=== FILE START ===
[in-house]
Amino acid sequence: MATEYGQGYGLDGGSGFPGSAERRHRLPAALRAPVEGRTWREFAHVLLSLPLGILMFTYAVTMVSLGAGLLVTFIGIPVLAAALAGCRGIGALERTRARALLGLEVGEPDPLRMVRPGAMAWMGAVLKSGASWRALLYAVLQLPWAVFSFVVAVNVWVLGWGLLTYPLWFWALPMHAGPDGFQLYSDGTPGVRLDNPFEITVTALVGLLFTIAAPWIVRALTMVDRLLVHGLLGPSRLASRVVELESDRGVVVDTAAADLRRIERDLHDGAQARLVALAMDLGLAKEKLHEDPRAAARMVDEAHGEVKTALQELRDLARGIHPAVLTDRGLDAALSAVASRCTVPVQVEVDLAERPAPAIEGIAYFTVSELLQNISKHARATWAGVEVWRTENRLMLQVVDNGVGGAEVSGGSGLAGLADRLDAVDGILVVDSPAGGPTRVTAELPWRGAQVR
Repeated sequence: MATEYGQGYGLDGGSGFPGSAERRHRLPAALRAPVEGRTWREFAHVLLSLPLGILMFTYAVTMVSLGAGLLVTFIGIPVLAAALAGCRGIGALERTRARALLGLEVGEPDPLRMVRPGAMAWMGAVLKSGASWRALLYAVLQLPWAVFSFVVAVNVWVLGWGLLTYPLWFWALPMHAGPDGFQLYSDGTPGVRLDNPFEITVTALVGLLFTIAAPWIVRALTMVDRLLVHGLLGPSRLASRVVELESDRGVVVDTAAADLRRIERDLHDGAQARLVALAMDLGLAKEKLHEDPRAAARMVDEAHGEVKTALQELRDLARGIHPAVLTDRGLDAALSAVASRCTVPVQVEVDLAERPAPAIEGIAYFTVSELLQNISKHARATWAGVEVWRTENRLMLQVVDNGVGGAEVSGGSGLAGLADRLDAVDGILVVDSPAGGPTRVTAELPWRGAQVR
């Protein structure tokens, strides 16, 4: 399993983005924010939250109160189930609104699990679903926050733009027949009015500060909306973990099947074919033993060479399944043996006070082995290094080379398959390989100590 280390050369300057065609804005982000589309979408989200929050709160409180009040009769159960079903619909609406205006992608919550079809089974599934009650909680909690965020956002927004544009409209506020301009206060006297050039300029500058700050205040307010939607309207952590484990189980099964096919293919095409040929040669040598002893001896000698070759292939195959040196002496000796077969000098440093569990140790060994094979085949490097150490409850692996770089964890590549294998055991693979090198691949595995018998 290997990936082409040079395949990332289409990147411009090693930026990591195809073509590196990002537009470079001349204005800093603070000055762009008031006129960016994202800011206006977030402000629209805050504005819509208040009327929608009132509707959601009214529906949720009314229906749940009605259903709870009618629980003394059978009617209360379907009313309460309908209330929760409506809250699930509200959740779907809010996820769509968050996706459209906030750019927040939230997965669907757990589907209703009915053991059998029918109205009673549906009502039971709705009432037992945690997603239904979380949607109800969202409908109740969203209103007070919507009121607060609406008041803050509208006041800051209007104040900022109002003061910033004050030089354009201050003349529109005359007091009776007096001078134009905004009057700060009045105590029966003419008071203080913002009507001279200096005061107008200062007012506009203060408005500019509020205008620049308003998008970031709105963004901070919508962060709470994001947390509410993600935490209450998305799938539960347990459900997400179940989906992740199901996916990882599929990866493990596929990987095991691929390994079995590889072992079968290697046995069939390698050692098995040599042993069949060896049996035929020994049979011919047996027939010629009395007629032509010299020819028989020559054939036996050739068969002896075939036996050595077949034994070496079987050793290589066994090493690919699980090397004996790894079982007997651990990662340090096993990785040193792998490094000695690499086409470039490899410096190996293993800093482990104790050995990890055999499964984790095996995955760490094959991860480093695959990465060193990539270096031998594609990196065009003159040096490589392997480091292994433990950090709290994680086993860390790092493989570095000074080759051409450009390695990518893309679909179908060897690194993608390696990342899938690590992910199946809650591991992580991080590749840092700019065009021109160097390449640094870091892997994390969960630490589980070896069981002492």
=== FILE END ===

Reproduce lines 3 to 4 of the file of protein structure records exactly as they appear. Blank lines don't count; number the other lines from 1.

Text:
Repeated sequence: MATEYGQGYGLDGGSGFPGSAERRHRLPAALRAPVEGRTWREFAHVLLSLPLGILMFTYAVTMVSLGAGLLVTFIGIPVLAAALAGCRGIGALERTRARALLGLEVGEPDPLRMVRPGAMAWMGAVLKSGASWRALLYAVLQLPWAVFSFVVAVNVWVLGWGLLTYPLWFWALPMHAGPDGFQLYSDGTPGVRLDNPFEITVTALVGLLFTIAAPWIVRALTMVDRLLVHGLLGPSRLASRVVELESDRGVVVDTAAADLRRIERDLHDGAQARLVALAMDLGLAKEKLHEDPRAAARMVDEAHGEVKTALQELRDLARGIHPAVLTDRGLDAALSAVASRCTVPVQVEVDLAERPAPAIEGIAYFTVSELLQNISKHARATWAGVEVWRTENRLMLQVVDNGVGGAEVSGGSGLAGLADRLDAVDGILVVDSPAGGPTRVTAELPWRGAQVR
């Protein structure tokens, strides 16, 4: 399993983005924010939250109160189930609104699990679903926050733009027949009015500060909306973990099947074919033993060479399944043996006070082995290094080379398959390989100590 280390050369300057065609804005982000589309979408989200929050709160409180009040009769159960079903619909609406205006992608919550079809089974599934009650909680909690965020956002927004544009409209506020301009206060006297050039300029500058700050205040307010939607309207952590484990189980099964096919293919095409040929040669040598002893001896000698070759292939195959040196002496000796077969000098440093569990140790060994094979085949490097150490409850692996770089964890590549294998055991693979090198691949595995018998 290997990936082409040079395949990332289409990147411009090693930026990591195809073509590196990002537009470079001349204005800093603070000055762009008031006129960016994202800011206006977030402000629209805050504005819509208040009327929608009132509707959601009214529906949720009314229906749940009605259903709870009618629980003394059978009617209360379907009313309460309908209330929760409506809250699930509200959740779907809010996820769509968050996706459209906030750019927040939230997965669907757990589907209703009915053991059998029918109205009673549906009502039971709705009432037992945690997603239904979380949607109800969202409908109740969203209103007070919507009121607060609406008041803050509208006041800051209007104040900022109002003061910033004050030089354009201050003349529109005359007091009776007096001078134009905004009057700060009045105590029966003419008071203080913002009507001279200096005061107008200062007012506009203060408005500019509020205008620049308003998008970031709105963004901070919508962060709470994001947390509410993600935490209450998305799938539960347990459900997400179940989906992740199901996916990882599929990866493990596929990987095991691929390994079995590889072992079968290697046995069939390698050692098995040599042993069949060896049996035929020994049979011919047996027939010629009395007629032509010299020819028989020559054939036996050739068969002896075939036996050595077949034994070496079987050793290589066994090493690919699980090397004996790894079982007997651990990662340090096993990785040193792998490094000695690499086409470039490899410096190996293993800093482990104790050995990890055999499964984790095996995955760490094959991860480093695959990465060193990539270096031998594609990196065009003159040096490589392997480091292994433990950090709290994680086993860390790092493989570095000074080759051409450009390695990518893309679909179908060897690194993608390696990342899938690590992910199946809650591991992580991080590749840092700019065009021109160097390449640094870091892997994390969960630490589980070896069981002492």